Our Store has an online survey you can take to tell us how you think we’re doing. Like the surveys in most companies, this one offers you the chance to win a certain amount of money, be it in the form of actual cash or a store gift card. The amount of money is significant and would certainly help make more than a few ends meet, but like with any aspect of human existence, there are the people for whom a child’s lemonade stand clearly has a hidden agenda.
Yesterday I had a woman in my line. Maybe she was having a bad day. Maybe her kids were weighing her down emotionally, but whatever the case, she clearly felt the need to have a battle of wits with someone who couldn’t fight back (if he wanted to keep his job) and I was the recipient.
I gave her the spiel as I highlighted the pertinent information on the receipt and she responded with the vitriolic, “Yeah, a chance to win. But it probably won’t happen.”
“You never know,” I said, with as much professional cake eating as possible behind my smile. “But it helps everyone in the long run.”
“Have you ever heard of anyone winning this?” She retorted.
“Thought so!” And she stormed off.
Why do people think they’ve won the argument if they shout “Thought so” and then storm off? If she, or any of the customers who rip into the “chance to win” surveys actually gave enough of a rat’s ass to hear my carefully thought out reply, the following argument is pretty much what I would have said.
Of course I haven’t heard of anyone winning the survey. But I live in a small part of the country that represents one percent of the corporation I work for. I’ve never personally met anyone who got a tax refund bigger than their annual income, but apparently it happens because those H&R Blockers know their stuff. Also, the company was not relevant to me two weeks ago, but that doesn’t mean things aren’t going on. I don’t watch television but that doesn’t mean the first episode of How To Get Away With Murder doesn’t have people watching it because I haven’t heard of them.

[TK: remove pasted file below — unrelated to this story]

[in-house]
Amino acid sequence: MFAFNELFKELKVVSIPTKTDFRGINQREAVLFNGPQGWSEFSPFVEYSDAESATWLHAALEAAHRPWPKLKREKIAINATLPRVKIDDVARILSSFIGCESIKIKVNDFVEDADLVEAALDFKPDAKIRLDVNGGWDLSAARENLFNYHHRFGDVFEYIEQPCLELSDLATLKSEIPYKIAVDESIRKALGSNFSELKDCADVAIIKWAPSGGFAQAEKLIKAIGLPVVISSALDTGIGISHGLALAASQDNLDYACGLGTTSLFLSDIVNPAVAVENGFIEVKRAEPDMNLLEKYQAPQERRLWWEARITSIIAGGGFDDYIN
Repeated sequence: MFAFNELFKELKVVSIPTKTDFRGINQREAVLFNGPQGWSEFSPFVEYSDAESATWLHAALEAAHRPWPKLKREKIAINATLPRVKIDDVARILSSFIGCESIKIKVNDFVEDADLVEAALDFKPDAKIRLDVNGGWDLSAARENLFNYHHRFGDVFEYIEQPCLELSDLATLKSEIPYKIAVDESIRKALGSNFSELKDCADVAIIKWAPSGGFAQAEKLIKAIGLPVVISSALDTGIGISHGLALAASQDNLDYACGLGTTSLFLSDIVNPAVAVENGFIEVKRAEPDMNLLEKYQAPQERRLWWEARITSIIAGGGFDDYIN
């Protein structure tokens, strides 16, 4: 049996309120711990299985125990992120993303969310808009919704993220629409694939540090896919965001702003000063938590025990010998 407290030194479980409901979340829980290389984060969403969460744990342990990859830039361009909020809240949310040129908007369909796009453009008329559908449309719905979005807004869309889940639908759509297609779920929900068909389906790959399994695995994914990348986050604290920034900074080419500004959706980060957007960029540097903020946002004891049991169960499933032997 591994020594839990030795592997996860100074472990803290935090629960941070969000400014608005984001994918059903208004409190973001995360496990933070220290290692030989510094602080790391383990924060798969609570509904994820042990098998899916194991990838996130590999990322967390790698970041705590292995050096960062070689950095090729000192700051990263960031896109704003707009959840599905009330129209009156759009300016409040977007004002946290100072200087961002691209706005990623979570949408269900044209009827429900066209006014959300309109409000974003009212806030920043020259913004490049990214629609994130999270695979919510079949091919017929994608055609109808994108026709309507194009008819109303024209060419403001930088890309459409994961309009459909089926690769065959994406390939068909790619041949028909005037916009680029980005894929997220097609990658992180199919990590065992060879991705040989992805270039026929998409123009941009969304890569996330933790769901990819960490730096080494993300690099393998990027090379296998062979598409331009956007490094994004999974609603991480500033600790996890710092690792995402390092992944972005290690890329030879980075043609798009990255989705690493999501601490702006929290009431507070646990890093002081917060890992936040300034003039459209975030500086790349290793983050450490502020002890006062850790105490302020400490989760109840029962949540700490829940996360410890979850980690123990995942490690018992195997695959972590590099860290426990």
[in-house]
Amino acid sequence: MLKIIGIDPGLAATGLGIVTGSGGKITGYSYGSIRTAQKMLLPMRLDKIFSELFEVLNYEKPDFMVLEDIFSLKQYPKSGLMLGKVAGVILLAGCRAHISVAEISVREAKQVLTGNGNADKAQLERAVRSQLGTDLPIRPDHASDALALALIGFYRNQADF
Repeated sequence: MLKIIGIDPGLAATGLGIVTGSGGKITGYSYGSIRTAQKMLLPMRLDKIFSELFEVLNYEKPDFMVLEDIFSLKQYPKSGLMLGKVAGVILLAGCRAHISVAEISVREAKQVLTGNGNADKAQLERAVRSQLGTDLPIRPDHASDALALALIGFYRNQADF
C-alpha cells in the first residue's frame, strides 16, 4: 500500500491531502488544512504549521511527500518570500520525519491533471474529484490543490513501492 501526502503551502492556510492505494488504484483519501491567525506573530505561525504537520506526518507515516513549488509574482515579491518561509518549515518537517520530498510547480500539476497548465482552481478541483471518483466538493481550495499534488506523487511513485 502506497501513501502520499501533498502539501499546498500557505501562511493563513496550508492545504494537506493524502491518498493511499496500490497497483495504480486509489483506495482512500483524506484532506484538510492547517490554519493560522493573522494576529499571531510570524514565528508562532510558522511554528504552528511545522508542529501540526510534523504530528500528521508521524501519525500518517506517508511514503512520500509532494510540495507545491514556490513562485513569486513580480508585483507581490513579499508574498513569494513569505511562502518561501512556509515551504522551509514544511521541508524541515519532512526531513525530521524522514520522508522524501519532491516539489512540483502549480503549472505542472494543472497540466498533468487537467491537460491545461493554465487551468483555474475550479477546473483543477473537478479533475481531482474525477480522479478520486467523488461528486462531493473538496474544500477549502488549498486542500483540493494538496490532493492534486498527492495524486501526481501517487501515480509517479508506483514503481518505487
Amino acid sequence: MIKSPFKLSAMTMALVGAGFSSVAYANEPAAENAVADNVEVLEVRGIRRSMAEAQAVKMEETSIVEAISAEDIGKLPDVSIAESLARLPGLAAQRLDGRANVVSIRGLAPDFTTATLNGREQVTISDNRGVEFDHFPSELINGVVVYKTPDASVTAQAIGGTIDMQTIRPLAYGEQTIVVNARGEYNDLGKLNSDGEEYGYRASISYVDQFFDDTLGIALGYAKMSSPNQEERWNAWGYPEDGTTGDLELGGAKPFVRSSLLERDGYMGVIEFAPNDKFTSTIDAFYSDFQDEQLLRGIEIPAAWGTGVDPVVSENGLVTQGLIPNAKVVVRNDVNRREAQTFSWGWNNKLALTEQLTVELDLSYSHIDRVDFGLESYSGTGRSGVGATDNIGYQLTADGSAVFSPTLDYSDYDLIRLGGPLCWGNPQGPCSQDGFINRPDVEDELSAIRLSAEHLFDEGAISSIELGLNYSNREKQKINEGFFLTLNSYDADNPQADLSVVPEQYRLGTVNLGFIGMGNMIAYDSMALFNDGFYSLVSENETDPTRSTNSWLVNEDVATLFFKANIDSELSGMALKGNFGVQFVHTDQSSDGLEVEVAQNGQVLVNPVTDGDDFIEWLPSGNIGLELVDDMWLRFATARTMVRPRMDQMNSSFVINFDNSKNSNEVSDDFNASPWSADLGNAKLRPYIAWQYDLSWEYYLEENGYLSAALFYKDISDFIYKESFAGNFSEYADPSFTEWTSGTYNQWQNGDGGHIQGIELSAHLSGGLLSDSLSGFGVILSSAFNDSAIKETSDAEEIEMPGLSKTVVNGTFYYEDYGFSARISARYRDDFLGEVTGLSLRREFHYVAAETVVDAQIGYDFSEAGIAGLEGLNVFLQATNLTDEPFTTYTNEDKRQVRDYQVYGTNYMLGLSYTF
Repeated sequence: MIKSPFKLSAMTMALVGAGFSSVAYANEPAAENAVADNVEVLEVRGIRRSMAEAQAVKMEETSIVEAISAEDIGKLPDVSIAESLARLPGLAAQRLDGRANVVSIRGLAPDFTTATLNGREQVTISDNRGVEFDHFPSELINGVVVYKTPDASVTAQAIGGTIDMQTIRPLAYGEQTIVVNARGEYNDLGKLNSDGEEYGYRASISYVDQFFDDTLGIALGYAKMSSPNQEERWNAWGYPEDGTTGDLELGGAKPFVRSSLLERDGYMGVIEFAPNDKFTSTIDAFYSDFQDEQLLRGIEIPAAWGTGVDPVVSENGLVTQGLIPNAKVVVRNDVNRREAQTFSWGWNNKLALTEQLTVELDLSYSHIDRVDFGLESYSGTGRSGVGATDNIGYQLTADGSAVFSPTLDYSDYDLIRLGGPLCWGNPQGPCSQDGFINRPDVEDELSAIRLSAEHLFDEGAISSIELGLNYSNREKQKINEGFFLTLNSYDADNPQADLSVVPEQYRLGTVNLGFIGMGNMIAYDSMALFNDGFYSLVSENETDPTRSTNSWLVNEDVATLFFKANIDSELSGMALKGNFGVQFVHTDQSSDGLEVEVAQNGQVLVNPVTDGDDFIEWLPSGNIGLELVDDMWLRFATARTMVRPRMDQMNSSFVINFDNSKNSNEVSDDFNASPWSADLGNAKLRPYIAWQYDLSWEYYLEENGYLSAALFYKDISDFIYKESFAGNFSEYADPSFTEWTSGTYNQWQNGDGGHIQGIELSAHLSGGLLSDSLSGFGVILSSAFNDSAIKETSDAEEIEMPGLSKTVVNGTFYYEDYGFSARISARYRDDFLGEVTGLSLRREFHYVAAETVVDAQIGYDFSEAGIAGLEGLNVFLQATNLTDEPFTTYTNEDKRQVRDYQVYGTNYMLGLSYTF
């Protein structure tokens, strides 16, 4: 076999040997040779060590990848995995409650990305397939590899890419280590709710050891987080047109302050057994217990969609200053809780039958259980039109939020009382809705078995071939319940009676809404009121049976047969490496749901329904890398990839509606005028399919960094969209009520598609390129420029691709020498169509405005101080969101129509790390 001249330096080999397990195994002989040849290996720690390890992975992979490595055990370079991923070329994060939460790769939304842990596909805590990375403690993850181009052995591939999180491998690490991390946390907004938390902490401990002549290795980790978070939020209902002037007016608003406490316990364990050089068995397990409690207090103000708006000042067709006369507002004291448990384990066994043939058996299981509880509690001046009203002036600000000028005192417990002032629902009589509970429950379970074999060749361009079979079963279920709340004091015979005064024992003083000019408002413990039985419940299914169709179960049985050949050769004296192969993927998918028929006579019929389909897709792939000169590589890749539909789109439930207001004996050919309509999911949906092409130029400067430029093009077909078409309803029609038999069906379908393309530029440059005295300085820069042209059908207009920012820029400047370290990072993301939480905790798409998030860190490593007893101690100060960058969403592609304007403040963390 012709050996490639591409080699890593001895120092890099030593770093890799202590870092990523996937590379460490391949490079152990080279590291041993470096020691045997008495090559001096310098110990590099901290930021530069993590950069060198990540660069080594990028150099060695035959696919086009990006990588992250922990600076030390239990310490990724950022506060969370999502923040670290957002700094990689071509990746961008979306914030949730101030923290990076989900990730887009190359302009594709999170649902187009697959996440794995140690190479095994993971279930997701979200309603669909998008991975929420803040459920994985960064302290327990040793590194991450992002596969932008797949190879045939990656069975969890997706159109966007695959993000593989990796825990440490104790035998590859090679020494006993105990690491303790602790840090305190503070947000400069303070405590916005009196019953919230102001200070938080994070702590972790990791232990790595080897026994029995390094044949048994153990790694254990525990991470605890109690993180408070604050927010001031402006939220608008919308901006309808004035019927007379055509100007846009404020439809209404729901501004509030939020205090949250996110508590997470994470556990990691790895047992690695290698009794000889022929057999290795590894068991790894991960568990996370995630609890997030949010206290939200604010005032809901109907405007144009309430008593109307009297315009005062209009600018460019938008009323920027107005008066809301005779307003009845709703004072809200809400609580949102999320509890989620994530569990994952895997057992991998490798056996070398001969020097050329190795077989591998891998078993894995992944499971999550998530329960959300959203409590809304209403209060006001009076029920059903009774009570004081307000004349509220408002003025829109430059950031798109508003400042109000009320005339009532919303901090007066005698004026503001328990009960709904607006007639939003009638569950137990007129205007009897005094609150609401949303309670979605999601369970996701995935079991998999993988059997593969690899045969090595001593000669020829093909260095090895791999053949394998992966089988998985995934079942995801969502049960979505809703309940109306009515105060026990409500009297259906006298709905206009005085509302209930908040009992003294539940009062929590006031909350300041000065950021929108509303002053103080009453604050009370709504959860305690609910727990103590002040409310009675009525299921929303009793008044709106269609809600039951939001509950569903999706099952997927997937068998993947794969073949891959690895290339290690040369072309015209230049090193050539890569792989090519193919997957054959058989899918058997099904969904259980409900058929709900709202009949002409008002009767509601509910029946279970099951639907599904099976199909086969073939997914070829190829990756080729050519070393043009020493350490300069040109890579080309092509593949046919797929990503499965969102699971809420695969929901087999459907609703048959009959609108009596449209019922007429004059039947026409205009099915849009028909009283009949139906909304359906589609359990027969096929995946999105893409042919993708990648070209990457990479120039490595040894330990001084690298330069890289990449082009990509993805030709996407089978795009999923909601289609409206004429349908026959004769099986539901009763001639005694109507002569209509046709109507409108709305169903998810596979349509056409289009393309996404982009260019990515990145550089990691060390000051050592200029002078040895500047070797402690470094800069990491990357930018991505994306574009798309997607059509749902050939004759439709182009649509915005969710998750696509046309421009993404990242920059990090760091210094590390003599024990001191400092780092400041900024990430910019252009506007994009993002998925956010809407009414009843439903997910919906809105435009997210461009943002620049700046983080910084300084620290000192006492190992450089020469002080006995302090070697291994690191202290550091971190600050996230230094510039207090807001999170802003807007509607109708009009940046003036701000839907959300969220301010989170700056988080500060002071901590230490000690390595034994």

Then there’s a fairly recent adage that is thrown in the faces of people who complain about other people winning the lottery. If you didn’t buy the ticket, you have no grounds to complain. You didn’t take the chance and therefore stop whining because you had the same chances as everyone else.
Here’s the thing, when I complain about something, or I choose not to do something, it’s because of two things.
One: I have already experienced that thing or have enough similar experience to make an educated response, whether anyone else agrees with me or not.
Two: It’s just not going to make a difference to me either way.
I take the survey for our Store’s competitor, not because I hate TheStore, or because I have an overwhelming sense of love for our competitor. But because taking the survey is not going to take any amount of time out of my day and if I did win, that would be great.
The woman who entered into the game of mental chess with me, was paying for her food with EBT. She’s obviously trying keep a family fed and take care of herself as well. The survey may very well be more time out of her day than she afford, but that does not make her correct in the assumption that she has no chance to win the survey. It doesn’t make me wrong for insisting that she at least give it a shot before she assumes that there is no chance.
She could obviously use the money. Even if it’s a gift card, that could help in putting a few meals on the table, or keeping a few sets of teeth brushed, or fighting off a headache or some other debilitating symptom for one more day. Just like the people who look at a thousand dollar prize in bingo and scoff, I tell her, “Well you wouldn’t be worst off with it either.”
Also, let’s look at this from a numbers perspective. Let’s say TheStore has only ten thousand customers in a region, per day. Ten thousand customers were offered the chance to take that survey, but 8,000 of those customers whined and complained about their chances of winning and refused to do the survey. That means you probably have a good statistical chance of winning because a fraction of customers actually bothered to take a minute or two out of their day of playing Angry Birds and watching cat videos.
Speaking also from a numbers perspective, unlike the lottery, bingo, and a tax assessment from H&R Block, taking those store surveys… is Free!